: The optimization of the primary drying stage in a pharmaceutical freeze-drying process is a challenging task, as drying time has to be minimized beside preserving product quality. Following the guidelines issued by US-FDA in 2004, and taking advantage of the various Process Analytical Technologies (PAT) that have been proposed in recent years to monitor a freeze-drying process, pharmaceutical manufacturers are moving from a quality-by-testing to a quality-by-design approach. In this framework, model-based tools for process design have been proposed, with the goal to identify the design space of the process. This paper addresses the case of process optimization when processing a product whose dried layer resistance, one of the key model parameters, is affected by the operating conditions. Few experiments are required to identify model parameters, and a simple and effective method to identify the design space (and to optimize the process) in this case is presented.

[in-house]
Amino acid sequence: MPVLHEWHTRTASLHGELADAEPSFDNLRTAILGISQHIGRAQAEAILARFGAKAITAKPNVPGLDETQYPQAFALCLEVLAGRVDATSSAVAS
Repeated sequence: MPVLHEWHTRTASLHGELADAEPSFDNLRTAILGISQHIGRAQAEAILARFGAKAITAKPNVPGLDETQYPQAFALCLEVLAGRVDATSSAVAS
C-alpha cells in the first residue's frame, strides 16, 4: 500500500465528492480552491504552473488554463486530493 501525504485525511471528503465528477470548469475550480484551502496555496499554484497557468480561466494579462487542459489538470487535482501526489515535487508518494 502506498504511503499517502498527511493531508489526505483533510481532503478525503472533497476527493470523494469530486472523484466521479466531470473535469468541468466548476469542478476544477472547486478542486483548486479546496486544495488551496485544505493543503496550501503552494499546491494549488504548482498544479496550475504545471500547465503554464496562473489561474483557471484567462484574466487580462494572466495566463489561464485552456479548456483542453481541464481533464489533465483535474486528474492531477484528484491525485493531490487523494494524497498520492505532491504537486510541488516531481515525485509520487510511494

Keywords
: Freeze-drying; PAT; process design; process optimization; design space

Type of Paper: Article
Title
: Steady-State Identification Analysis of an Industrial Depropanizer Column
Authors
: Franklin D. Rincon 1,2, Galo A. C. Le Roux 2, and Fernando V. Lima 1,*
Affiliations
:1 Department of Chemical Engineering, West Virginia University, P.O. Box 6102, Morgantown, WV 26506, USA; 2 Department of Chemical Engineering, University of S~ao Paulo, Av. Prof. Lineu Prestes, 580, Bloco 18, S~ao Paulo, Brazil
Abstract